Pam Fronk-Cole: We do. Our primary partner school Janis mentioned is All Saints Episcopal Day School. Their natural transition point for middle school begins in 5th grade. In order to make the transition as smooth as possible for our scholars, we wanted to keep with that school model. We identify fourth graders to then start in the program as 5th graders.
José Cárdenas: How many kids have been put into the program thus far?
Pam Fronk-Cole: We currently have 11 scholars at All Saints Episcopal Day School and our model is to identify between about 4-6 scholars every year that we will admit and then see all the way through their college graduation.
José Cárdenas: What's the process for making the selection?
Pam Fronk-Cole: It is pretty intense. Our commitment is so long. We assess the -- each applicant's academic abilities, standardized test scores, report cards, attendance. The parents fill out their own application as well. Because that parental piece has to be present. It is a long journey. And you have to have multiple people speaking into your life to encourage you along such a challenging journey. We make sure that we have an opportunity to talk with parents and other family members as well. And then we do our testing evaluation to make sure that the kids can be successful at a school like all saints Episcopal day school because the last thing we want is to put a child in a school where they can't be successful.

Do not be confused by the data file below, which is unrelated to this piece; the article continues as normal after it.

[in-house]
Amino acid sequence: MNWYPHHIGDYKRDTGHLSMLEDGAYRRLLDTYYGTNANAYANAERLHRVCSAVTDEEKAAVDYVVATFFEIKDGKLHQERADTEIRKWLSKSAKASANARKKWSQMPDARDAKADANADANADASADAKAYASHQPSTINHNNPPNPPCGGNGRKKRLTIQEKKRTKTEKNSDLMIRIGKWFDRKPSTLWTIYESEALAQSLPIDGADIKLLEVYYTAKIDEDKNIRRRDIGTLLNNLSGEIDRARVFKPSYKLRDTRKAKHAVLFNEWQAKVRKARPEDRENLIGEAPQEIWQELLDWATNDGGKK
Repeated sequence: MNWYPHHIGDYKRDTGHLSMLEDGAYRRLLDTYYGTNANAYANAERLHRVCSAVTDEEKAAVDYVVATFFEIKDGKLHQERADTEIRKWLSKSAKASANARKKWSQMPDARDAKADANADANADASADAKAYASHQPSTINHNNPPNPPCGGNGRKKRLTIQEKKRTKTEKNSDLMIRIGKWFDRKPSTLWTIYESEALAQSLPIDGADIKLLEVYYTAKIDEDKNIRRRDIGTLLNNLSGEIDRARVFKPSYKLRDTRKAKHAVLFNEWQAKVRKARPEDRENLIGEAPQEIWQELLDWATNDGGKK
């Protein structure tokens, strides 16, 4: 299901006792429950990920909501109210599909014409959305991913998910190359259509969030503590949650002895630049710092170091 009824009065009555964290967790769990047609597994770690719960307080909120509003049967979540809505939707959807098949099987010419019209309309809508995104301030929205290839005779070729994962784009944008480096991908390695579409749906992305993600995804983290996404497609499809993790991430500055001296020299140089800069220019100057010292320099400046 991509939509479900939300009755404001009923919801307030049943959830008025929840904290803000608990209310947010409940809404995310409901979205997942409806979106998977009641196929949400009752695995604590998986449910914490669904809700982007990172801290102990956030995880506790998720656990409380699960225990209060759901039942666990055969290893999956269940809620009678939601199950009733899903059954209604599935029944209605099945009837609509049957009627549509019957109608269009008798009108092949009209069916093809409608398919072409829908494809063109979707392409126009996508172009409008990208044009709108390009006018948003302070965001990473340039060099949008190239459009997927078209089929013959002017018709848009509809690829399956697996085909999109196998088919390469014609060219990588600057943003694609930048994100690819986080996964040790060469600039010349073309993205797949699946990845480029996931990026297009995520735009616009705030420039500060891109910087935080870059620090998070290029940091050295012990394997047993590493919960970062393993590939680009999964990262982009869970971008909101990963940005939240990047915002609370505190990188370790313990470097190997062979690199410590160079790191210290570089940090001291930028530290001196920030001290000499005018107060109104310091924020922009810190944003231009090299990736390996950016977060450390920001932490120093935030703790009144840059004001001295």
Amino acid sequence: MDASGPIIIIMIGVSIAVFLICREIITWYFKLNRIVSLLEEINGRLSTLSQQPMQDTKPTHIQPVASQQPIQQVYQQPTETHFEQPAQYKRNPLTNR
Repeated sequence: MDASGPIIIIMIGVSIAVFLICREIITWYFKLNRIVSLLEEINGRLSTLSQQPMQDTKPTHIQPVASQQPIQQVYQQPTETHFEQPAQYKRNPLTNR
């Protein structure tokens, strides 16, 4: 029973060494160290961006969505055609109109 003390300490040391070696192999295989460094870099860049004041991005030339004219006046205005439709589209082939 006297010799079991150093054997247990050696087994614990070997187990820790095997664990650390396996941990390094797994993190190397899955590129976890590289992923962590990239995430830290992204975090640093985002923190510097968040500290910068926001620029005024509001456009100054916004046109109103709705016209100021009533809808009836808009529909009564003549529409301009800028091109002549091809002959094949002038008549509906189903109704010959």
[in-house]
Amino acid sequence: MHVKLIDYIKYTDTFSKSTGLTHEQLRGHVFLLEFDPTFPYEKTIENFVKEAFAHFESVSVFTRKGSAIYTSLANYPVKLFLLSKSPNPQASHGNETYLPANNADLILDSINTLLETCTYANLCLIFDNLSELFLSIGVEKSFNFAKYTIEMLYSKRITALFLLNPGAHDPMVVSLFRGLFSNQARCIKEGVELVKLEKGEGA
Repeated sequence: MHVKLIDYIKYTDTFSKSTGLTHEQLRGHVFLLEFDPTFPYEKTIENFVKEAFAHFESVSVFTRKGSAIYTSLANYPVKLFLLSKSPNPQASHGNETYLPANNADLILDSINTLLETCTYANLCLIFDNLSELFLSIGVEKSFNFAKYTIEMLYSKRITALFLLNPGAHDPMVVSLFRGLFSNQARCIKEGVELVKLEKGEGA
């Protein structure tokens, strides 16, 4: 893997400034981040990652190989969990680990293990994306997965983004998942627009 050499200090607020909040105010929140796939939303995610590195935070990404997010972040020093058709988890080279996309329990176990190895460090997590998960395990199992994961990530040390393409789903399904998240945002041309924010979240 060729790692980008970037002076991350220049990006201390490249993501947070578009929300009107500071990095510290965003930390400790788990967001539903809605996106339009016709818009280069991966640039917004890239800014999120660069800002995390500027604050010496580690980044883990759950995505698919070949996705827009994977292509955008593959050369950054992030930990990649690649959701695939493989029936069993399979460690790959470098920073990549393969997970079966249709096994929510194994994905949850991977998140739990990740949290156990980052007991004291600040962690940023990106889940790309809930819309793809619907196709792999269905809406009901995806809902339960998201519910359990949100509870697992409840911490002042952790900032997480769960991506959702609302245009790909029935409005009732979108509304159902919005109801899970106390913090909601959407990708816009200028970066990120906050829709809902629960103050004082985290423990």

José Cárdenas: I imagine you have lots of connections and you have ways of identifying the students. If somebody watching the program wants to get more information, how do they do that?
Pam Fronk-Cole: They can go to our web site. Thechallengefoundation.org, and there is a way to fill out an interest form and contact us.
José Cárdenas: Janis, the program provides not only scholarship moneys to take people from 6th grade or in the case of Phoenix 5th grade through college. You do a lot of other stuff, support services. Describe what you do.
Janis McFall: Often people think of the challenge foundation as just a scholarship program. It is so much more than that. We have a mentoring program. We have tutoring. We have a summer school program that is approximately six weeks where the -- they are -- do academics in the morning and extracurricular activities in the afternoon. We also have a community service component where the children do work in the community to give back. So, you know, I can safely say that there is probably no other program like this --
José Cárdenas: You take care from start to finish.
Janis McFall: Exactly.
José Cárdenas: Fascinating program and we are delighting to have you both on to tell us about it. Thank you.
Janis McFall: Thank you.
José Cárdenas: And that's our show for tonight. From all of us here at eight and "Horizonte," thank you for watching. I'm Jose Cardenas. Have a good evening.
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Pamela Fronk-Cole:Executive Director, The Challenge Foundation; Janis McFall:Co-Founder, The Challenge Foundation;